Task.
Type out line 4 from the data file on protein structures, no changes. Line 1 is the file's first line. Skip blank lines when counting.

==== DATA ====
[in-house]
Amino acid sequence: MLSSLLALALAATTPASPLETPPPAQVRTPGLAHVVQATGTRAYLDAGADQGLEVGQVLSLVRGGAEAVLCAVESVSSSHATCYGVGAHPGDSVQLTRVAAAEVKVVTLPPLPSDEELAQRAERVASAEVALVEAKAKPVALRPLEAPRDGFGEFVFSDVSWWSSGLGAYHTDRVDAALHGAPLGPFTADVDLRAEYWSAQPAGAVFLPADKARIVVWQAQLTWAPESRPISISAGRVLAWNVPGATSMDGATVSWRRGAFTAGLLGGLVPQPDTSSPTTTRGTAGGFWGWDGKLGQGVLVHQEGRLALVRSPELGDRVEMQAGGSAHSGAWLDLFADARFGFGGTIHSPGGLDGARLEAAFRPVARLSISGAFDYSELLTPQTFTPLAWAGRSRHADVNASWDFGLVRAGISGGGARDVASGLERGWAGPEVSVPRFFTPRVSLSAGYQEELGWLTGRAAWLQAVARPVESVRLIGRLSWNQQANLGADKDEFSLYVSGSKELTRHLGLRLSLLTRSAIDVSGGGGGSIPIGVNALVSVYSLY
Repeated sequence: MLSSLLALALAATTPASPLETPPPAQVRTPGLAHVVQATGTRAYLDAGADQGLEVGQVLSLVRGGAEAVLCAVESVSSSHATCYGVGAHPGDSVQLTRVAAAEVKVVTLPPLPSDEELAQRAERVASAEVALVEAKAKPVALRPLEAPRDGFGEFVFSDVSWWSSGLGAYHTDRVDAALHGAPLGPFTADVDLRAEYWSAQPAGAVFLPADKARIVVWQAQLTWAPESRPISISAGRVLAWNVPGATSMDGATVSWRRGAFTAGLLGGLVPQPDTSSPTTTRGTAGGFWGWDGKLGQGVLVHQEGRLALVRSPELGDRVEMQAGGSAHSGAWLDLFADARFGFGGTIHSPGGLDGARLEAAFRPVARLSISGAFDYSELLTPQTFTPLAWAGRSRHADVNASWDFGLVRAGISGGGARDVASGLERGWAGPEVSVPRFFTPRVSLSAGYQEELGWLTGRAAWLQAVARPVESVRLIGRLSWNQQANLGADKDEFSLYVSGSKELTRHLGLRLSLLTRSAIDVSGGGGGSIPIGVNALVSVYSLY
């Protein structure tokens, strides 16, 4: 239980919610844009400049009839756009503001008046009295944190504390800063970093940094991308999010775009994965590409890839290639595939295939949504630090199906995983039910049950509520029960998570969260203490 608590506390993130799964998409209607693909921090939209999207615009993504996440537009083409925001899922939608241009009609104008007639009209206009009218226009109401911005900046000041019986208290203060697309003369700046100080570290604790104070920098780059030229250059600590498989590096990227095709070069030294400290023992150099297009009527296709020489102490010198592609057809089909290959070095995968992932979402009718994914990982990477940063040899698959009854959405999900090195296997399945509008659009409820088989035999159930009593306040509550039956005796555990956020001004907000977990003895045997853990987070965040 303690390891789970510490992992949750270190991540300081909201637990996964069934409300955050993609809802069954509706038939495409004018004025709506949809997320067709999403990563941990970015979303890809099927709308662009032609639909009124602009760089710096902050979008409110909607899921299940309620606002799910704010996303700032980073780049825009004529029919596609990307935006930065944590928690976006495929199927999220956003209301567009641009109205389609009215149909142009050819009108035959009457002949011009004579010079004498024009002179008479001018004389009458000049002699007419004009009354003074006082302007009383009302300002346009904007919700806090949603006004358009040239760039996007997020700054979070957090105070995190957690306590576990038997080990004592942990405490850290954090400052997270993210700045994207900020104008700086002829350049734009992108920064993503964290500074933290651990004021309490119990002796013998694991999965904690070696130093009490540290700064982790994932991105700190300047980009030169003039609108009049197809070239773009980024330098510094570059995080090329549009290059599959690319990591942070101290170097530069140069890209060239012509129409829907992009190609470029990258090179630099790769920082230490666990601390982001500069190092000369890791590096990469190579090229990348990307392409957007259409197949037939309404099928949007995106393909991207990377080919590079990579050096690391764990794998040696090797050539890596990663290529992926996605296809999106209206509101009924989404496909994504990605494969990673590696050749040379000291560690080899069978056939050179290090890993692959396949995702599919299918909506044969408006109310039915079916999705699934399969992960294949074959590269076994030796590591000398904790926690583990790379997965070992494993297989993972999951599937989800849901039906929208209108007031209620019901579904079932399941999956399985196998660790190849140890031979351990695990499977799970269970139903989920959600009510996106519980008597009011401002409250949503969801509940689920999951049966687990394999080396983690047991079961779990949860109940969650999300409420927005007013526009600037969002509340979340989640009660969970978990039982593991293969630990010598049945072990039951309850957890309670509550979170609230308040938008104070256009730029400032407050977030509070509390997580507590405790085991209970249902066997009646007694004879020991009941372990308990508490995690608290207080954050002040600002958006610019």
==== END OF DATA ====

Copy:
């Protein structure tokens, strides 16, 4: 239980919610844009400049009839756009503001008046009295944190504390800063970093940094991308999010775009994965590409890839290639595939295939949504630090199906995983039910049950509520029960998570969260203490 608590506390993130799964998409209607693909921090939209999207615009993504996440537009083409925001899922939608241009009609104008007639009209206009009218226009109401911005900046000041019986208290203060697309003369700046100080570290604790104070920098780059030229250059600590498989590096990227095709070069030294400290023992150099297009009527296709020489102490010198592609057809089909290959070095995968992932979402009718994914990982990477940063040899698959009854959405999900090195296997399945509008659009409820088989035999159930009593306040509550039956005796555990956020001004907000977990003895045997853990987070965040 303690390891789970510490992992949750270190991540300081909201637990996964069934409300955050993609809802069954509706038939495409004018004025709506949809997320067709999403990563941990970015979303890809099927709308662009032609639909009124602009760089710096902050979008409110909607899921299940309620606002799910704010996303700032980073780049825009004529029919596609990307935006930065944590928690976006495929199927999220956003209301567009641009109205389609009215149909142009050819009108035959009457002949011009004579010079004498024009002179008479001018004389009458000049002699007419004009009354003074006082302007009383009302300002346009904007919700806090949603006004358009040239760039996007997020700054979070957090105070995190957690306590576990038997080990004592942990405490850290954090400052997270993210700045994207900020104008700086002829350049734009992108920064993503964290500074933290651990004021309490119990002796013998694991999965904690070696130093009490540290700064982790994932991105700190300047980009030169003039609108009049197809070239773009980024330098510094570059995080090329549009290059599959690319990591942070101290170097530069140069890209060239012509129409829907992009190609470029990258090179630099790769920082230490666990601390982001500069190092000369890791590096990469190579090229990348990307392409957007259409197949037939309404099928949007995106393909991207990377080919590079990579050096690391764990794998040696090797050539890596990663290529992926996605296809999106209206509101009924989404496909994504990605494969990673590696050749040379000291560690080899069978056939050179290090890993692959396949995702599919299918909506044969408006109310039915079916999705699934399969992960294949074959590269076994030796590591000398904790926690583990790379997965070992494993297989993972999951599937989800849901039906929208209108007031209620019901579904079932399941999956399985196998660790190849140890031979351990695990499977799970269970139903989920959600009510996106519980008597009011401002409250949503969801509940689920999951049966687990394999080396983690047991079961779990949860109940969650999300409420927005007013526009600037969002509340979340989640009660969970978990039982593991293969630990010598049945072990039951309850957890309670509550979170609230308040938008104070256009730029400032407050977030509070509390997580507590405790085991209970249902066997009646007694004879020991009941372990308990508490995690608290207080954050002040600002958006610019």